Advanced Casing Design Model - Buckling of Casing in Washed Out Sections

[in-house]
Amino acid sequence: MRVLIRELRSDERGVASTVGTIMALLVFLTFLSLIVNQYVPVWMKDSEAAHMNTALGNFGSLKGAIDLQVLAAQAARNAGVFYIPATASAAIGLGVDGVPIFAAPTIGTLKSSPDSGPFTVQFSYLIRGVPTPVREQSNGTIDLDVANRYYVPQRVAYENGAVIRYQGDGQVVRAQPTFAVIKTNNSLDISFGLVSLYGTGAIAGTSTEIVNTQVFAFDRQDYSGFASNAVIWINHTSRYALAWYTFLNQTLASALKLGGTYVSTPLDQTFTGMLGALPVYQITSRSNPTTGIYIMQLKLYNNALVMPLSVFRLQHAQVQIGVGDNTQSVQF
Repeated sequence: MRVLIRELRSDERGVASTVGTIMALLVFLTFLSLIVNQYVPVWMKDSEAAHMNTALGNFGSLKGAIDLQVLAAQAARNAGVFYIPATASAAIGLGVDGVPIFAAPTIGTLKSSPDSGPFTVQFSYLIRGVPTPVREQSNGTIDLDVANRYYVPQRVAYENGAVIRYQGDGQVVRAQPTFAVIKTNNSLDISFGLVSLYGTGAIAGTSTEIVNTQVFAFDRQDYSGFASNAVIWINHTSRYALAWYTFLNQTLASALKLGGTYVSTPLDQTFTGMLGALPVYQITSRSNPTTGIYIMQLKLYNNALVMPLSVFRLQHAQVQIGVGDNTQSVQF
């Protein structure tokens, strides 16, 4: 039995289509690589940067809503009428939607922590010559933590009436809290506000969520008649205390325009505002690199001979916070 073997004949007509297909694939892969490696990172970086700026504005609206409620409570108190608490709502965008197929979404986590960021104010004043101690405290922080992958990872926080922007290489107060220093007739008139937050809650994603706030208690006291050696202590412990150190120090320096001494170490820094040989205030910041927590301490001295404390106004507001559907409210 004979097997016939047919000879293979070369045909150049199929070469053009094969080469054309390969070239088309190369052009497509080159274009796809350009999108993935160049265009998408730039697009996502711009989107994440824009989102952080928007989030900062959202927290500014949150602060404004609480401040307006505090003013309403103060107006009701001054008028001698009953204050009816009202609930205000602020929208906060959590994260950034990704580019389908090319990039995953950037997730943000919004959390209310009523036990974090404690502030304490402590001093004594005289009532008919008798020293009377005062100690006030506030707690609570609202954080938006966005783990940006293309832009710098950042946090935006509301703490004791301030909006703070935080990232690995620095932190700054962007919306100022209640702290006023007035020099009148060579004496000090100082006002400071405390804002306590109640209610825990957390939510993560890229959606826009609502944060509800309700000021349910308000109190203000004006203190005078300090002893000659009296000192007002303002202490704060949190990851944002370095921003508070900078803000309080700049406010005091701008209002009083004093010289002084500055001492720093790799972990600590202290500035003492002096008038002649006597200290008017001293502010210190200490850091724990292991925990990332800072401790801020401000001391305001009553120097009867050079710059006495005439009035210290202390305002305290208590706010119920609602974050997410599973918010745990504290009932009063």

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Casing design for a well is based on an investigation of all possible loads the well can experience during its lifetime. A thesis model has been made in Excel based on the equations and assumptions given in literature; these are the same calculations the industry leading software (ILS) is supposedly based on. The well inputs in the thesis model and the ILS are the same, and several load cases are calculated in both models. However, not all the equations and assumptions in the ILS are known, which may be the reason why some of the results from the ILS are different from the thesis model results. The results from the thesis model are compared to the output from the ILS, and not all the aspects of the models are the same. The differential pressures, axial loads, and the axial, collapse and burst safety factors are the same in both models, or so close that the difference is insignificant. However, the force due to buckling of the casing is stronger and occurs earlier in the ILS than in the thesis model, and the triaxial safety factor is almost always more pessimistic in the ILS. These issues are investigated further in this study. The main focus of this study is some issues that are not addressed in the ILS. Among these are excessive hole enlargement (i.e. washout), poor cement job and misalignment of the casing. A washout may be a significant issue in some formations, and is therefore interesting to examine. As the washout increases the clearance between the casing and the formation, it may lead to significant buckling of the casing. If the cement job is a failure, i.e. little or no cement in the annulus, it is interesting to see how the axial load will behave and whether it has an impact on the casing design. This study also examines what happens if the cement job is a failure and a washout occurs. The last issue, misalignment of casing, checks what will happen if the casing is not in the middle of the hole as the ILS assumes, when the borehole is washed out. These issues are investigated in comparison to the different axial loads, and the axial and triaxial safety factors as these aspects are directly affected by buckling of the casing. From these comparisons it is considered whether the issues will affect the casing design and should be implemented in the ILS. This study shows that the worst scenario is when the casing is misaligned and a washout occurs. In that case, the washout does not need to be large in comparison to the other cases to be significant in relation to the casing design.